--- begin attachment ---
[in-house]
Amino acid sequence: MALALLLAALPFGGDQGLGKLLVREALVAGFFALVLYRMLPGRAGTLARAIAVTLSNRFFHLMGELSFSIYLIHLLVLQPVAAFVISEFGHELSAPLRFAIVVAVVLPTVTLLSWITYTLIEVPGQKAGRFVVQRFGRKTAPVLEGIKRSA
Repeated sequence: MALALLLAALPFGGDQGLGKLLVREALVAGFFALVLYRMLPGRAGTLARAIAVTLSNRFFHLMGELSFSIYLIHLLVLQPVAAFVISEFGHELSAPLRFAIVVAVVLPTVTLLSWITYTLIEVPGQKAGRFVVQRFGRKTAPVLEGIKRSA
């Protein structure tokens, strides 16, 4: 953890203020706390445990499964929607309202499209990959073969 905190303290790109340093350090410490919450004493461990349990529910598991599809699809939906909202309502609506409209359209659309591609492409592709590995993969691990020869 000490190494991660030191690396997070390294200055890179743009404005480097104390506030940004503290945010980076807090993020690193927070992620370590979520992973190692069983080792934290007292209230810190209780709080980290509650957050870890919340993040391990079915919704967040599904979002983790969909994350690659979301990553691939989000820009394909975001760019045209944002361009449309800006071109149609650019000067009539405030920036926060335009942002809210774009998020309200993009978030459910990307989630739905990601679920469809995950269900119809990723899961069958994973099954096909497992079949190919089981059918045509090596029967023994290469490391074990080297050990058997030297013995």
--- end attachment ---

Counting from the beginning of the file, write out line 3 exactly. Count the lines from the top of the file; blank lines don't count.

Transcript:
Repeated sequence: MALALLLAALPFGGDQGLGKLLVREALVAGFFALVLYRMLPGRAGTLARAIAVTLSNRFFHLMGELSFSIYLIHLLVLQPVAAFVISEFGHELSAPLRFAIVVAVVLPTVTLLSWITYTLIEVPGQKAGRFVVQRFGRKTAPVLEGIKRSA